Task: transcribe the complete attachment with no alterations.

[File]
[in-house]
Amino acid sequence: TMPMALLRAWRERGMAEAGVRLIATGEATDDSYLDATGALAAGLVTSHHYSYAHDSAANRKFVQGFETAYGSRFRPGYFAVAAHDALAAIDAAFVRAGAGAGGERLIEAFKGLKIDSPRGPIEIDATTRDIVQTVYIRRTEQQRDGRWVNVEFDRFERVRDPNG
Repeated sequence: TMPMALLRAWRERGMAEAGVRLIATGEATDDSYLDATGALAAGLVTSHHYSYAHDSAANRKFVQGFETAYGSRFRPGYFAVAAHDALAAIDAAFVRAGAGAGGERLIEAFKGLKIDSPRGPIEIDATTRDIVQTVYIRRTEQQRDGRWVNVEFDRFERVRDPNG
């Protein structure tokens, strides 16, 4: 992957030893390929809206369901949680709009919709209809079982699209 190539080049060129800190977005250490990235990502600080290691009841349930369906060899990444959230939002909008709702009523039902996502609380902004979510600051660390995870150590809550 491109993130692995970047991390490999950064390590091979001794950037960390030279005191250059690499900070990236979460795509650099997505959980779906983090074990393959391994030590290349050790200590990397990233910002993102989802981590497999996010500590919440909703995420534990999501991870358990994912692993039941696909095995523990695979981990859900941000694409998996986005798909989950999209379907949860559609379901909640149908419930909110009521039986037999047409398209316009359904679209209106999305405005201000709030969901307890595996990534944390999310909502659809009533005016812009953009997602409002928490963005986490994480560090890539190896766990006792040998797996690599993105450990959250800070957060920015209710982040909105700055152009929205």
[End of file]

[in-house]
Amino acid sequence: TMPMALLRAWRERGMAEAGVRLIATGEATDDSYLDATGALAAGLVTSHHYSYAHDSAANRKFVQGFETAYGSRFRPGYFAVAAHDALAAIDAAFVRAGAGAGGERLIEAFKGLKIDSPRGPIEIDATTRDIVQTVYIRRTEQQRDGRWVNVEFDRFERVRDPNG
Repeated sequence: TMPMALLRAWRERGMAEAGVRLIATGEATDDSYLDATGALAAGLVTSHHYSYAHDSAANRKFVQGFETAYGSRFRPGYFAVAAHDALAAIDAAFVRAGAGAGGERLIEAFKGLKIDSPRGPIEIDATTRDIVQTVYIRRTEQQRDGRWVNVEFDRFERVRDPNG
């Protein structure tokens, strides 16, 4: 992957030893390929809206369901949680709009919709209809079982699209 190539080049060129800190977005250490990235990502600080290691009841349930369906060899990444959230939002909008709702009523039902996502609380902004979510600051660390995870150590809550 491109993130692995970047991390490999950064390590091979001794950037960390030279005191250059690499900070990236979460795509650099997505959980779906983090074990393959391994030590290349050790200590990397990233910002993102989802981590497999996010500590919440909703995420534990999501991870358990994912692993039941696909095995523990695979981990859900941000694409998996986005798909989950999209379907949860559609379901909640149908419930909110009521039986037999047409398209316009359904679209209106999305405005201000709030969901307890595996990534944390999310909502659809009533005016812009953009997602409002928490963005986490994480560090890539190896766990006792040998797996690599993105450990959250800070957060920015209710982040909105700055152009929205």